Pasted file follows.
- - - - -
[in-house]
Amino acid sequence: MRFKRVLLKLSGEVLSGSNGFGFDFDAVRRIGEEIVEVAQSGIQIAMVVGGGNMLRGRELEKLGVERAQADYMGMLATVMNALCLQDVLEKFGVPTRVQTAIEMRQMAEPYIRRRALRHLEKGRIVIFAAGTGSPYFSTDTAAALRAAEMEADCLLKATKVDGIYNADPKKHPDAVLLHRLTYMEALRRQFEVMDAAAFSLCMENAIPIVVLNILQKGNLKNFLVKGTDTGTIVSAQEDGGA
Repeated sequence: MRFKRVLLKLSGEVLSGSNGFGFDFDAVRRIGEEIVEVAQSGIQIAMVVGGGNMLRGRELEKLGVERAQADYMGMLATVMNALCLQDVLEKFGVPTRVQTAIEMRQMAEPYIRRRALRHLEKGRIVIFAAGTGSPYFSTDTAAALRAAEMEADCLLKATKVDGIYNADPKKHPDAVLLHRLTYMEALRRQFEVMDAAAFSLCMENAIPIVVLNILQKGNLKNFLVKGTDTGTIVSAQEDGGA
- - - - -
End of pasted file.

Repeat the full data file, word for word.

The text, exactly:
[in-house]
Amino acid sequence: MRFKRVLLKLSGEVLSGSNGFGFDFDAVRRIGEEIVEVAQSGIQIAMVVGGGNMLRGRELEKLGVERAQADYMGMLATVMNALCLQDVLEKFGVPTRVQTAIEMRQMAEPYIRRRALRHLEKGRIVIFAAGTGSPYFSTDTAAALRAAEMEADCLLKATKVDGIYNADPKKHPDAVLLHRLTYMEALRRQFEVMDAAAFSLCMENAIPIVVLNILQKGNLKNFLVKGTDTGTIVSAQEDGGA
Repeated sequence: MRFKRVLLKLSGEVLSGSNGFGFDFDAVRRIGEEIVEVAQSGIQIAMVVGGGNMLRGRELEKLGVERAQADYMGMLATVMNALCLQDVLEKFGVPTRVQTAIEMRQMAEPYIRRRALRHLEKGRIVIFAAGTGSPYFSTDTAAALRAAEMEADCLLKATKVDGIYNADPKKHPDAVLLHRLTYMEALRRQFEVMDAAAFSLCMENAIPIVVLNILQKGNLKNFLVKGTDTGTIVSAQEDGGA